For more information or to sign up for an excursion, call 487-3341. More information on the Lake Superior Stewardship Initiative is available online.

Chassell (in 2013)
Chassell (in 2013)

Summer Teacher Institutes News Articles

Michigan Tech’s Summer Teacher Institutes were featured in News Articles

◾July 24, 2014 Geology Teacher Institute July 21-25:
Michigan teachers learn a thing or two about the U.P.’s geology

◾July 17, 2014 Great Lakes Teacher Institute:
Learning about the lakes: MTU hosts teacher institute

◾July 10, 2014 Global Change Teacher Institute:
Tracking a changing world Tech hosts 9th annual Global Change Teacher Institute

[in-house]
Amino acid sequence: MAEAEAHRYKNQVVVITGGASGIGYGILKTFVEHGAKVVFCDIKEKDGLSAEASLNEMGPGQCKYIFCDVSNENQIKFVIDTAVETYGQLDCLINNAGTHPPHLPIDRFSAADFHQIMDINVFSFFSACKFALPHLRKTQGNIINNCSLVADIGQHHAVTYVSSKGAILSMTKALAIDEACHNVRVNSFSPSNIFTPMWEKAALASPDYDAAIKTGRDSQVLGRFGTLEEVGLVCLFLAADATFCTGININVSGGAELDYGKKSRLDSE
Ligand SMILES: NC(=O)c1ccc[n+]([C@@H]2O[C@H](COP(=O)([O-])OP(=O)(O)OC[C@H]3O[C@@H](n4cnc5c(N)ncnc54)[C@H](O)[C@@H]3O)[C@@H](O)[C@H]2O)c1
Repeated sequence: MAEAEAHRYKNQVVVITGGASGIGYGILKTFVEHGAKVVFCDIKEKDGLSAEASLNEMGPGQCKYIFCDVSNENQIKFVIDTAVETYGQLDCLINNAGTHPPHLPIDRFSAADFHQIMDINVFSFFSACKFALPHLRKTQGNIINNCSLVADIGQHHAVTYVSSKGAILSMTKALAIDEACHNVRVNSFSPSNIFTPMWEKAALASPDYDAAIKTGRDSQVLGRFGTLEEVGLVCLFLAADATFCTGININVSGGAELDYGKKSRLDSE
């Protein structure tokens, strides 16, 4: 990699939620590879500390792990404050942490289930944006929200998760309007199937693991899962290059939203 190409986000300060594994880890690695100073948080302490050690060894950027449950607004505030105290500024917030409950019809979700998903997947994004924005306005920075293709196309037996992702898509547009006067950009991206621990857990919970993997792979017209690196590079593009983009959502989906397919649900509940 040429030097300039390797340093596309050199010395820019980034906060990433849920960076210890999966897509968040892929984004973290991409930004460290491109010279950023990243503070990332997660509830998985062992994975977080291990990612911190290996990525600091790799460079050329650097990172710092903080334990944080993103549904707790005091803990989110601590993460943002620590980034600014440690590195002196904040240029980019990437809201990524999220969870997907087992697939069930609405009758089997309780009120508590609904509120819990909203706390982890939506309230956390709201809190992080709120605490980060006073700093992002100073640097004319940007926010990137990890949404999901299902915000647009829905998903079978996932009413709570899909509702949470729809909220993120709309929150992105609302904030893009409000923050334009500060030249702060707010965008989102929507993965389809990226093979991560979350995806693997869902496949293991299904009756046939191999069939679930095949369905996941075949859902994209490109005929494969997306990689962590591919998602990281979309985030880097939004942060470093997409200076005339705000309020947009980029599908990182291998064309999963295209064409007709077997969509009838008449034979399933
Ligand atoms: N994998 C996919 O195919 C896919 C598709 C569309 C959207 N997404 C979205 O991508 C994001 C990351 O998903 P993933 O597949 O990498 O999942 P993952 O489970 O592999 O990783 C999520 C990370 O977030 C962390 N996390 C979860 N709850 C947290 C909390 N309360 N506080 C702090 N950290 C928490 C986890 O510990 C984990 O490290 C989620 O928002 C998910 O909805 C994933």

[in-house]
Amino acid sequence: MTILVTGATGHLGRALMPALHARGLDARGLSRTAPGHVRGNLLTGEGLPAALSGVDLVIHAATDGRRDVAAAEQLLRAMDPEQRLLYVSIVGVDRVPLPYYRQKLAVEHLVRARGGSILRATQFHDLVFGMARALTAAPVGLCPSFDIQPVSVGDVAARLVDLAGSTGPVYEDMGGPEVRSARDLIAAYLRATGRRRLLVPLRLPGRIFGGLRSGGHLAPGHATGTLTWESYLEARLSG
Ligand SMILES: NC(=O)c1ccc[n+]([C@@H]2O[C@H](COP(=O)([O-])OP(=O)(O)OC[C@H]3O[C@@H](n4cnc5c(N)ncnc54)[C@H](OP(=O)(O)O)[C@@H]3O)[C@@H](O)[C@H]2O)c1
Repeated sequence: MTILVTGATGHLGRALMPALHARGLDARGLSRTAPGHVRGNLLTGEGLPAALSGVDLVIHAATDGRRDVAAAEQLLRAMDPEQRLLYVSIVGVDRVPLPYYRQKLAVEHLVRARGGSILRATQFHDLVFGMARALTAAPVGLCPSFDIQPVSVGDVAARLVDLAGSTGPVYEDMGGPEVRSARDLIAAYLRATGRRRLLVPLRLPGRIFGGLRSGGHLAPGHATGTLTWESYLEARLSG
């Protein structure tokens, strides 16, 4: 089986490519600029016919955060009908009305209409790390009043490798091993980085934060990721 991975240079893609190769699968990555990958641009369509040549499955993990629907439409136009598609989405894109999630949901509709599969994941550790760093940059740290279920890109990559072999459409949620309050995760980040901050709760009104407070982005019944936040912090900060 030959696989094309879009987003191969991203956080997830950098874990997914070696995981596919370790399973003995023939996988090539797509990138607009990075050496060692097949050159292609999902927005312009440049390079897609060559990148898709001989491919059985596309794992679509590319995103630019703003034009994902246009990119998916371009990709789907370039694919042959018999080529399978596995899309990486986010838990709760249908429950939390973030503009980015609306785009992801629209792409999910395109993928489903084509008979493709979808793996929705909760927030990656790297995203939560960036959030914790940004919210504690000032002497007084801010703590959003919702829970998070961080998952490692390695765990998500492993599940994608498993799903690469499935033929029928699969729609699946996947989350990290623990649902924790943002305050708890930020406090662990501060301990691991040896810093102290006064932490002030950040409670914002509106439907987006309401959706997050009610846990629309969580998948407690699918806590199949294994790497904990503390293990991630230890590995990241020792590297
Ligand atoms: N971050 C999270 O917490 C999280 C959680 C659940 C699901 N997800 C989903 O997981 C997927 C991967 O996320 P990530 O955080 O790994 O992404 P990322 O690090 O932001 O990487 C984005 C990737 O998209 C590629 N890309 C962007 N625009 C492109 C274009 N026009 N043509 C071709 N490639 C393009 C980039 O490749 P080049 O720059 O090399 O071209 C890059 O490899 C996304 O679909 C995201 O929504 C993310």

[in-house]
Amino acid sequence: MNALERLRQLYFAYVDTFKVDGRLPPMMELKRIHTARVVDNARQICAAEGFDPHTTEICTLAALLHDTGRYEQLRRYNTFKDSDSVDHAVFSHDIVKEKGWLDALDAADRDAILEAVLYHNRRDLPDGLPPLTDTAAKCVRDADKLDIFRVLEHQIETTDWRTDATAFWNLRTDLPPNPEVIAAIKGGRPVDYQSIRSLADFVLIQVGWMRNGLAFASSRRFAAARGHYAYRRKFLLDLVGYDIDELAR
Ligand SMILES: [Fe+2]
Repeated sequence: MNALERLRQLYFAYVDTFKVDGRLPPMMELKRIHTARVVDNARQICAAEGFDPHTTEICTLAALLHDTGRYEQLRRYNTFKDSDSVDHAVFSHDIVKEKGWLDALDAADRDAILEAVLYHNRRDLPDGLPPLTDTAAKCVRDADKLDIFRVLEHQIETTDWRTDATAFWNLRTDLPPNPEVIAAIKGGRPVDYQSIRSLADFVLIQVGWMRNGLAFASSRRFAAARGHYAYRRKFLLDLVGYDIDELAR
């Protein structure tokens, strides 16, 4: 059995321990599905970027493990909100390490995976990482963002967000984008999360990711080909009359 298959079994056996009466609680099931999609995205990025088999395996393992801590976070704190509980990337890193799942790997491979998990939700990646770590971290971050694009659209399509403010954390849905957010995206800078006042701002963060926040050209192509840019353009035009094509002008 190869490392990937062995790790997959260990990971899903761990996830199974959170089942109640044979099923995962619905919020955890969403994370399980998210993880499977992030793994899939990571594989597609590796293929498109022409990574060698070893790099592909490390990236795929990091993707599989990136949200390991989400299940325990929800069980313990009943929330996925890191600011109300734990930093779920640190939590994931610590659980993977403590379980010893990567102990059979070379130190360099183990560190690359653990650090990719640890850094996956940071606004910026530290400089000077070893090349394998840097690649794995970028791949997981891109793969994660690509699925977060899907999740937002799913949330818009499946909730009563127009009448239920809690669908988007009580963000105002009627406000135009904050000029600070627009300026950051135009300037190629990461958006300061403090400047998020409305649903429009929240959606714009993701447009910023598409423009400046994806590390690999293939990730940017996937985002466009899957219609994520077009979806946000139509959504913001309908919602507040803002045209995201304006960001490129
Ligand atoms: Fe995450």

◾July 2, 2014 RTW & Portage Lake District Library
Adults and kids learn about Great Lakes research, fish food web, marine robotics, more from Keweenaw Now

◾July 24, 2014 Geoheritage Tours: Michigan Tech leads group on geoheritage tour along the Keweenaw Fault

Lake Linden: Scientific Excursions aboard MTU’s Research Vessel Agassiz

FREE scientific excursions aboard MTU’s research vessel Agassiz
~ Noon-3 pm, 4th of July departing from Lake Linden Village Marina ~

‘How do scientists assess the health of Torch Lake?’ is the focus of FREE scientific excursions that will be offered at the 4th of July festivities in Lake Linden Village Park &Marina. The public is invited to sign up for FREE 30-minute scientific excursions aboard Michigan Tech’s research vessel Agassiz by calling the Center for Science, Math & Environmental Education at 487-3341 or coming to the Lake Linden Marina dock on Friday, July 4th between 11:30 and 3 pm. Continue reading